Imagine if doctors could assess people who will most likely be diagnosed with Alzheimer’s disease long before they show signs of memory loss. This pre-symptomatic stage is believed by many in the research community as a crucial area of study that could speed up the search for a cure. Hope has come with an encouraging study on detection, not in the form of scan but rather the unlikely diagnostic tool of playing a video game.
Sea Hero Quest is a video game developed in partnership with game studio Glitchers, Germany’s Deutsche Telecom and a consortium of European universities. The virtual reality (VR) game makes players memorize a map that features a start location and several checkpoints to find in a specified order. Participants memorize the map of the level for a recorded number of seconds. When they exit the map view, they are asked to navigate the boat stopping in the same order of the specified checkpoints indicated earlier, keeping track of their location and environmental cues. The game increases in difficulty as each level is achieved.
The reason why Sea Hero Quest is unveiling important information is because spatial navigation is emerging as a critical data point in identifying preclinical Alzheimer’s disease. Recent studies suggest that abnormal spatial navigation patterns may be present long before a person starts to lose their memory.
We found that people with a high genetic risk, the ApoE4 carriers, performed worse on spatial navigation tasks. They took less efficient routes to checkpoint goals. This is really important because these are people with no memory problems.
The study analyzed gaming data from over 27,000 players between 50 to 75 years old in the United Kingdom. Researchers then compared the data with a smaller group who had undergone genetic testing. Out of 60 people in the smaller cohort, 31 carried the Alzheimer’s gene ApoE4 and 29 did not. Lead researcher Professor Michael Hornberger, from University of East Anglia’s Norwich Medical School, says the findings were significant enough to see a difference in spatial capabilities between the two groups.
“We found that people with a high genetic risk, the ApoE4 carriers, performed worse on spatial navigation tasks. They took less efficient routes to checkpoint goals. This is really important because these are people with no memory problems.” Hornberger said.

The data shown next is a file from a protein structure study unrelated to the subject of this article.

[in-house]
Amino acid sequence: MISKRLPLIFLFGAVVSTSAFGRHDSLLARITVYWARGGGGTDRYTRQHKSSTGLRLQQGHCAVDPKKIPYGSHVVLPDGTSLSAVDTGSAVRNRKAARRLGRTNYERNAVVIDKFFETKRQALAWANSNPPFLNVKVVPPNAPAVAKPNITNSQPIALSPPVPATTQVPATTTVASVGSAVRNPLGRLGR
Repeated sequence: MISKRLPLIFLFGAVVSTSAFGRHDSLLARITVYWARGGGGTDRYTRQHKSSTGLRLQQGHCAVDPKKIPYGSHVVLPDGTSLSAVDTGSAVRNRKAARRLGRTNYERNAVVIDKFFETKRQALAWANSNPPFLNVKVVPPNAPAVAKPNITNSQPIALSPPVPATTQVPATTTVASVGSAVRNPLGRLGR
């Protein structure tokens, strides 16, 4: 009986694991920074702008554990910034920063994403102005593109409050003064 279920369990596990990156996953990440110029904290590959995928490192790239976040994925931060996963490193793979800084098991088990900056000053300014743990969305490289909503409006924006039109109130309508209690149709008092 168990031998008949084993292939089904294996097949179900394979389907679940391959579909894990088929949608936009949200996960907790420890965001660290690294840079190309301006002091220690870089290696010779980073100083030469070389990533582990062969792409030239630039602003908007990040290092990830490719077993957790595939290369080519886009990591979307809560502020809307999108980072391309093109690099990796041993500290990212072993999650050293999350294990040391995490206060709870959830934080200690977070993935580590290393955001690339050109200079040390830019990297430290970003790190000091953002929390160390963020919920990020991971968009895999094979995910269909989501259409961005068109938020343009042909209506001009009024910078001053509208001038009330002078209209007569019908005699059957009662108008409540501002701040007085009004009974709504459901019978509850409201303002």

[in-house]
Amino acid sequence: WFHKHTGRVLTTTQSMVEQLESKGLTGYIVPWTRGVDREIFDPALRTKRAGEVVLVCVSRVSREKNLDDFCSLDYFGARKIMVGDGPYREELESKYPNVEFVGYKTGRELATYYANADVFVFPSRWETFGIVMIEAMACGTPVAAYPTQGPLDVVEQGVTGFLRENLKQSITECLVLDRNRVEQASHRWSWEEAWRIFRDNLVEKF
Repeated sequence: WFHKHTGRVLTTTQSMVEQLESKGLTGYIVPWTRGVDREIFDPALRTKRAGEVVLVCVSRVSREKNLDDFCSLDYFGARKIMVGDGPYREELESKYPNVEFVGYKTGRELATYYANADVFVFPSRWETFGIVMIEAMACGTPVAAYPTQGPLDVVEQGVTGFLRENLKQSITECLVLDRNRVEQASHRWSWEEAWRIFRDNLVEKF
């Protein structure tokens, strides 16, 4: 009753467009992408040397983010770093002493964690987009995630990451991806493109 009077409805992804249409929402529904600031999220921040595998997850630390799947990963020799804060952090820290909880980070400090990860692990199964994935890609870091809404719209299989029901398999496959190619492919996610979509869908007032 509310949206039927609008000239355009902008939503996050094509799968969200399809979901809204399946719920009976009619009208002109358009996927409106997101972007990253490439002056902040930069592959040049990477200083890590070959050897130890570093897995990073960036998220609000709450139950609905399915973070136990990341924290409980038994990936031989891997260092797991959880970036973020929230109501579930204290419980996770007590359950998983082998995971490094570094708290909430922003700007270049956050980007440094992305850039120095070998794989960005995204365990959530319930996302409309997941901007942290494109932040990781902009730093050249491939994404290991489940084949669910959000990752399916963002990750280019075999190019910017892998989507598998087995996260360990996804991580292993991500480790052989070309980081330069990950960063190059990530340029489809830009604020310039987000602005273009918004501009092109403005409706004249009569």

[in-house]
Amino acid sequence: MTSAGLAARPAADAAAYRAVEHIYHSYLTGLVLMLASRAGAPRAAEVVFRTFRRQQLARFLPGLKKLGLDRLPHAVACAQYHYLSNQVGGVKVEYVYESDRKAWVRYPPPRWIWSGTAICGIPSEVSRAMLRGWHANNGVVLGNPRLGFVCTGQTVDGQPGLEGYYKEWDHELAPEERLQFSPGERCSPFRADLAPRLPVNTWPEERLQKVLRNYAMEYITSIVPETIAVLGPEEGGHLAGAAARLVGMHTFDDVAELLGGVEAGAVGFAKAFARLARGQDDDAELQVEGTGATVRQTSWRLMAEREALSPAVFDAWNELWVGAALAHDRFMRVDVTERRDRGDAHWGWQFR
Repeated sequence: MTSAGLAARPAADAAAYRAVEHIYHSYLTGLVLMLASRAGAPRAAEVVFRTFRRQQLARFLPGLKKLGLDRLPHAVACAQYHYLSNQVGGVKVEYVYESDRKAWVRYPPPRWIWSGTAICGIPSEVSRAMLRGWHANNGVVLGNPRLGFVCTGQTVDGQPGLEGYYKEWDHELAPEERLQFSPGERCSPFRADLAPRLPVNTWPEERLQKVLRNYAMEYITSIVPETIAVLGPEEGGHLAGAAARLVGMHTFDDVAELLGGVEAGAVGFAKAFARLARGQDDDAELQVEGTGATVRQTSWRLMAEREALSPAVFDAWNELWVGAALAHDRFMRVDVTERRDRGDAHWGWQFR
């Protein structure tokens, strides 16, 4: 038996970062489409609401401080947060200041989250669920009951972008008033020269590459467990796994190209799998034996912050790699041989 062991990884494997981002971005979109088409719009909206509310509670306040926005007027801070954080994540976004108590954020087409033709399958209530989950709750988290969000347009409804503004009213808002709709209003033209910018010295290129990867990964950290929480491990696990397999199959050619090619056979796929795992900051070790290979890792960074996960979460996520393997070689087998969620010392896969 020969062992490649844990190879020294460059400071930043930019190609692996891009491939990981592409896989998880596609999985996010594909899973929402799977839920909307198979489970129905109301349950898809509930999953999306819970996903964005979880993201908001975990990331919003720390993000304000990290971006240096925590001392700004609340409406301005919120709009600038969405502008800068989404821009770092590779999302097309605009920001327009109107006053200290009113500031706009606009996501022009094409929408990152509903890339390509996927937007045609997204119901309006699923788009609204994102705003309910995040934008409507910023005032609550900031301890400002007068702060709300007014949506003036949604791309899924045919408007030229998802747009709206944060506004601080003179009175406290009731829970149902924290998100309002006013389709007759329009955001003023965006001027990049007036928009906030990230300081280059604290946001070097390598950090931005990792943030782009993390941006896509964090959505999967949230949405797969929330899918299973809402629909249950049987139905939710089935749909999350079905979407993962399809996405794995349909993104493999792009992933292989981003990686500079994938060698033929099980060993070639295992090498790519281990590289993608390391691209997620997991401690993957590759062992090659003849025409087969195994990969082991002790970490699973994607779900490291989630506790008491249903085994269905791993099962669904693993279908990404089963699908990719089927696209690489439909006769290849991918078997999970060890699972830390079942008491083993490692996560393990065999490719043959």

“Meanwhile, those without the ApoE4 gene traveled roughly the same distance as the 27,000 people forming the baseline score. This difference in performance was particularly pronounced where the space to navigate was large and open.” Hornberger says the study proved they can detect people who are at a genetic risk of Alzheimer’s based on how they play the game.
Researchers claim every two minutes spent playing the game is equal to five hours of lab-based research. Because Sea Hero Quest has been out for a few years and downloaded by more than 4.3 million people around the world, they’ve collected the equivalent of 1,700 years of research data on Alzheimer’s.
Hilary Evans, chief executive at Alzheimer’s Research UK acknowledges that spatial navigation difficulties are some of the earliest warning signs for Alzheimer’s disease.
“Using big data to help improve the early and accurate detection of the diseases that cause dementia can help revolutionize how we research and treat the condition. Sea Hero Quest is an amazing example of how pioneering research can help scientists get one step closer to a life-changing breakthrough,” Evans said.
The video game research comes at a time technology companies are racing to find new ways to detect dementia earlier. Algorithms developed by artificial intelligence studies found that machine learning is now capable of detecting Alzheimer’s six years before patients got a diagnosis.